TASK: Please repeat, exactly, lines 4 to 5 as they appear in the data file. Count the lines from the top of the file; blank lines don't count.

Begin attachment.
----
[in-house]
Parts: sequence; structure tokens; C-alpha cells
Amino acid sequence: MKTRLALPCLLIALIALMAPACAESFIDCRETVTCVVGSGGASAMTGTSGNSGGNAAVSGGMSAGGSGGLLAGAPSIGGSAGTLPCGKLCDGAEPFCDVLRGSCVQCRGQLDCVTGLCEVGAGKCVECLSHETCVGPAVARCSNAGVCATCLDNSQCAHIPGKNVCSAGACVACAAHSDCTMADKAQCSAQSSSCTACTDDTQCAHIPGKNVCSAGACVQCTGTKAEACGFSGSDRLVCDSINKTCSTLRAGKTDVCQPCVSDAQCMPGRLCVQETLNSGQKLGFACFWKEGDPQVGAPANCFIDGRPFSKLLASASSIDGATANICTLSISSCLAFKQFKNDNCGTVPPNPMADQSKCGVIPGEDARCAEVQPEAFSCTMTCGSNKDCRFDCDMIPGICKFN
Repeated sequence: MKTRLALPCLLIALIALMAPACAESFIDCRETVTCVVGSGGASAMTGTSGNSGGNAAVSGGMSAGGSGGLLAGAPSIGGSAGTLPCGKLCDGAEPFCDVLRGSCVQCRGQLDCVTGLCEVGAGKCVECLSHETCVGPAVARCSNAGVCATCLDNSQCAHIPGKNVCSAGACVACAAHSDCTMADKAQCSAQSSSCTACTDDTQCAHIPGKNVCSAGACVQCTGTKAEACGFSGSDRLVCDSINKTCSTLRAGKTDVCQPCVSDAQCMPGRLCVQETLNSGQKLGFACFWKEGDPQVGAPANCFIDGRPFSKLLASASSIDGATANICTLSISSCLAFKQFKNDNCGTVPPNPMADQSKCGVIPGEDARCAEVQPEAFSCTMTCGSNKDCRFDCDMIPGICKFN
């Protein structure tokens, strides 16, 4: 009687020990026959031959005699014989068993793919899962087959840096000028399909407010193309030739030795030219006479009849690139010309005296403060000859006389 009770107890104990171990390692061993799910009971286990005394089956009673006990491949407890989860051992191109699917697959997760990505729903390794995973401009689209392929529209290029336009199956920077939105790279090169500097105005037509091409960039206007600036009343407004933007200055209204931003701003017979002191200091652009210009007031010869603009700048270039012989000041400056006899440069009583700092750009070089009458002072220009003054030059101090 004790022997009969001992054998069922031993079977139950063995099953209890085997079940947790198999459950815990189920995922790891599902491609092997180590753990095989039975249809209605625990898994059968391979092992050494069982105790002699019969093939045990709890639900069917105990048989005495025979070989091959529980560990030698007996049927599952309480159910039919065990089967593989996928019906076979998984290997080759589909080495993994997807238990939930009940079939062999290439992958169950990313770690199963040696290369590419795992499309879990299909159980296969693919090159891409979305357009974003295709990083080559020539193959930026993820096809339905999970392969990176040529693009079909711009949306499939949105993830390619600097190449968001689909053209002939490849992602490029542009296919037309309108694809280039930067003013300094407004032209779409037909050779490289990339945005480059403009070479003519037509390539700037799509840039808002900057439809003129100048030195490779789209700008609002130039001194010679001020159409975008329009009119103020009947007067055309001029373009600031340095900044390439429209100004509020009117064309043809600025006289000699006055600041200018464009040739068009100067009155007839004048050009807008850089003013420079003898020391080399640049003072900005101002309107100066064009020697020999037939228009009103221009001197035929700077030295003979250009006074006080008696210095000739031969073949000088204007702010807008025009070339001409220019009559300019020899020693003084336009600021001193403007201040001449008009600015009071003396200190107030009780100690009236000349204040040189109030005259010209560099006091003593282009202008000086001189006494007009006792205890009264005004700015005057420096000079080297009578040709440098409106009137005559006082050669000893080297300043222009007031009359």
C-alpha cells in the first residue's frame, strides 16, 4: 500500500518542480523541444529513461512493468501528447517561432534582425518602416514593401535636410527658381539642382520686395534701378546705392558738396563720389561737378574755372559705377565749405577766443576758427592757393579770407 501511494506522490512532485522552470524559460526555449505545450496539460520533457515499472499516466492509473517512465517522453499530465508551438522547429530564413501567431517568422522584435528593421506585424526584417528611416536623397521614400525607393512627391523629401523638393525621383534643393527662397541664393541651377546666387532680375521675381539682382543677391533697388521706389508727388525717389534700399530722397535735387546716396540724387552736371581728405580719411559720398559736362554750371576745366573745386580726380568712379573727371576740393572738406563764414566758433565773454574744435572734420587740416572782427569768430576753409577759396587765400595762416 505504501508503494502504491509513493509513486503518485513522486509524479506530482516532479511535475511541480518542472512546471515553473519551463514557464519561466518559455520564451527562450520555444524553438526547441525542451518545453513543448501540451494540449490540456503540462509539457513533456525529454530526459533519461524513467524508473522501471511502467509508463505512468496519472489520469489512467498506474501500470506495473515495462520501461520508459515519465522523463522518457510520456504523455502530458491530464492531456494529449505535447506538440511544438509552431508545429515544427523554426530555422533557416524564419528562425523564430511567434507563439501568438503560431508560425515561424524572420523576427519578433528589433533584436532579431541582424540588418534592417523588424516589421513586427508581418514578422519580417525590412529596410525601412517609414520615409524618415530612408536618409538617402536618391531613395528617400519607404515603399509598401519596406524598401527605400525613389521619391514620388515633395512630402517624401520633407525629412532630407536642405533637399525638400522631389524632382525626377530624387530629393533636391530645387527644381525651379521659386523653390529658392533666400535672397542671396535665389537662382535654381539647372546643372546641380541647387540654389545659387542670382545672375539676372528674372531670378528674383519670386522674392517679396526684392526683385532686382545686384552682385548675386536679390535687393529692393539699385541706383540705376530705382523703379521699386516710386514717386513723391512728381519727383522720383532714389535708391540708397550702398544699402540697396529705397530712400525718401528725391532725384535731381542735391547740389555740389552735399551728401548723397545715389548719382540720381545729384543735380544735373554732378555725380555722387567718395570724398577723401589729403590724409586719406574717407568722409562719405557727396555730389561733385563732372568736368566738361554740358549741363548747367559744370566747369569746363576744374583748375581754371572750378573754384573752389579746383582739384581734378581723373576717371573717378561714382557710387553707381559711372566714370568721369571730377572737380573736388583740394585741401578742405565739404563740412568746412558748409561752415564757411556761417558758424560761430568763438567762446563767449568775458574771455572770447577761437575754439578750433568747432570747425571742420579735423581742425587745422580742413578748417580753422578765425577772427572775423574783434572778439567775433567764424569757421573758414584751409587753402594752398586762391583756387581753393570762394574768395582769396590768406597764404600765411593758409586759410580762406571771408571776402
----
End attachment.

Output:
Repeated sequence: MKTRLALPCLLIALIALMAPACAESFIDCRETVTCVVGSGGASAMTGTSGNSGGNAAVSGGMSAGGSGGLLAGAPSIGGSAGTLPCGKLCDGAEPFCDVLRGSCVQCRGQLDCVTGLCEVGAGKCVECLSHETCVGPAVARCSNAGVCATCLDNSQCAHIPGKNVCSAGACVACAAHSDCTMADKAQCSAQSSSCTACTDDTQCAHIPGKNVCSAGACVQCTGTKAEACGFSGSDRLVCDSINKTCSTLRAGKTDVCQPCVSDAQCMPGRLCVQETLNSGQKLGFACFWKEGDPQVGAPANCFIDGRPFSKLLASASSIDGATANICTLSISSCLAFKQFKNDNCGTVPPNPMADQSKCGVIPGEDARCAEVQPEAFSCTMTCGSNKDCRFDCDMIPGICKFN
């Protein structure tokens, strides 16, 4: 009687020990026959031959005699014989068993793919899962087959840096000028399909407010193309030739030795030219006479009849690139010309005296403060000859006389 009770107890104990171990390692061993799910009971286990005394089956009673006990491949407890989860051992191109699917697959997760990505729903390794995973401009689209392929529209290029336009199956920077939105790279090169500097105005037509091409960039206007600036009343407004933007200055209204931003701003017979002191200091652009210009007031010869603009700048270039012989000041400056006899440069009583700092750009070089009458002072220009003054030059101090 004790022997009969001992054998069922031993079977139950063995099953209890085997079940947790198999459950815990189920995922790891599902491609092997180590753990095989039975249809209605625990898994059968391979092992050494069982105790002699019969093939045990709890639900069917105990048989005495025979070989091959529980560990030698007996049927599952309480159910039919065990089967593989996928019906076979998984290997080759589909080495993994997807238990939930009940079939062999290439992958169950990313770690199963040696290369590419795992499309879990299909159980296969693919090159891409979305357009974003295709990083080559020539193959930026993820096809339905999970392969990176040529693009079909711009949306499939949105993830390619600097190449968001689909053209002939490849992602490029542009296919037309309108694809280039930067003013300094407004032209779409037909050779490289990339945005480059403009070479003519037509390539700037799509840039808002900057439809003129100048030195490779789209700008609002130039001194010679001020159409975008329009009119103020009947007067055309001029373009600031340095900044390439429209100004509020009117064309043809600025006289000699006055600041200018464009040739068009100067009155007839004048050009807008850089003013420079003898020391080399640049003072900005101002309107100066064009020697020999037939228009009103221009001197035929700077030295003979250009006074006080008696210095000739031969073949000088204007702010807008025009070339001409220019009559300019020899020693003084336009600021001193403007201040001449008009600015009071003396200190107030009780100690009236000349204040040189109030005259010209560099006091003593282009202008000086001189006494007009006792205890009264005004700015005057420096000079080297009578040709440098409106009137005559006082050669000893080297300043222009007031009359």